Dom's Thoughts For DecemberLet’s focus on the real problem!
As we close out 2008, it is safe to say we are somewhere between a recession and a depression. It may not be the great depression of the 30’s but it is not a little recession either. At this point it is probably the Great Recession of 08. We do not want the economy to get any worse because that would be very bad for America and the rest of the world. We must focus our attention and resources on the root of the problem and not on the collateral damage caused by the problem. The bleeding will stop if we close the wound and address the source of the problem.
$700 billion dollars plus is being used to bandage the credit markets in a failed attempt to restore American's confidence in the banking system that in large part caused the problem by making loans available to people who could not afford to buy homes. This large infusion of cash into the banking system will never cure the problem because there is no assurance that the banks will loan this money to people who want to buy homes. The Federal government has already taken unprecedented steps to improve the economy by buying mortgage backed securities, by lowering long term interest rates to historic lows, by bailing out insurance companies, banks and unregulated financial institutions, by encouraging banks to work with delinquent home owners to modify their loans to keep them out of foreclosure and by promising to bailout the American auto industry to prevent massive layoffs. Much has been done by our government but the actions so far have not stabilized the economy and the housing sector because they have not attacked the festering wound.
The problem is based on the law of supply and demand. As a result of all the foreclosures there is a glut of homes on the market. When the supply far exceeds the demand, prices must fall to attract buyers. The root of the problem is decreasing home values caused by excessive inventory. Because of decreasing home values, we have lost trillions of dollars of equity, borrowing power and buying power. Lenders do not want to loan money to people to buy real estate when real estate is depreciating in value and people do not want to buy real estate today that will be worth less tomorrow. So what should the Federal government do to stabilize home prices and reverse depreciating home values? The answer is simple and it directly attacks the problem.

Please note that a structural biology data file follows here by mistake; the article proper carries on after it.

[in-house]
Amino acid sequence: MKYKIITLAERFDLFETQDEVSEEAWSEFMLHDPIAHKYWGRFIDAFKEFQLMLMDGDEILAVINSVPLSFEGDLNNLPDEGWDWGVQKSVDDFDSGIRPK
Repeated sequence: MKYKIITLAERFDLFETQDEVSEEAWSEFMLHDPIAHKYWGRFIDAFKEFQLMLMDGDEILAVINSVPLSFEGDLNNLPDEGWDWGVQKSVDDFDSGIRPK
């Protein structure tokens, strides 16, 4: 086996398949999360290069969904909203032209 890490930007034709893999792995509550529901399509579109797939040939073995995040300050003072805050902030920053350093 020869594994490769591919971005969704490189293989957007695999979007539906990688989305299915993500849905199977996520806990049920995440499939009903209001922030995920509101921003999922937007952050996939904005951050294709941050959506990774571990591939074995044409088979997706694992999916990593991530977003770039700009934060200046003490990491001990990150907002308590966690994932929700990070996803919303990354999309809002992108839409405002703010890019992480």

The government should make better use of the $700 billion dollars plus and start buying homes on the market thereby decreasing the inventory. Many of the homes on the market are owned by banks and as a condition of buying bank owned homes the government should require the banks to segregate the funds in a pool for the sole purpose of loaning the money to people who need a mortgage to buy a home. The decrease in inventory will cause home prices to stabilize, rather than decrease because the supply will be in balance with the demand. People will want to buy today rather than wait until tomorrow when the price will be higher. This will generate the needed demand and when demand exceeds supply, prices will rise again. When home prices start to rise, the problem is over and the economy will heal and the government can gradually increase interest rates to prevent the real estate market from over heating.
The housing sector led us into this financial crisis and it will eventually lead us out of this crisis but the government must intervene and eliminate the excess inventory which the banks inadvertently caused. What will our government do with all these homes? There is plenty of need for affordable housing in this country. The government can fix the houses up and rent them out to displaced families who lost their homes to foreclosure, minorities, and low income families. Forget, for now, about improving our infra structure as our President Elect is proposing and concentrate solely on housing. Put the unemployed back to work by renovating, remodeling and managing these homes. Once we get the housing problem under control, we can work on our roads and bridges.
The taxpayers would be better served by holding title to homes rather than worthless mortgage paper which is what the $700 billion is currently buying. The real estate values will eventually increase and over time the government can sell these homes in an orderly fashion for a higher price and pay down the national debt.
In twelve months or less we should all be cured of this terrible hangover caused by an excessive supply of homes on the market. Let us all be reminded that all bubbles eventually burst. Real estate prices simply rose too quickly and the market could not support the inflated values. Real estate is still a very good conservative investment because it is more than just an investment; it is our home. America’s population is constantly growing but there will never be more land in America. There will always be a demand for homes and as long as the supply does not get excessive, prices will rise.
The lesson to be learned from the last five years is that if you are receiving more than a modest return on your investment, something is wrong and a bubble may be forming. The next time we experience something that seems too good to be true, stand back, resist the temptation to jump in and yell loudly for others to stay clear.
Dominic J. Mancini
133 Fuller Road
Hinsdale, Illinois 60521
(630) 325-2580 fax (630) 325-5169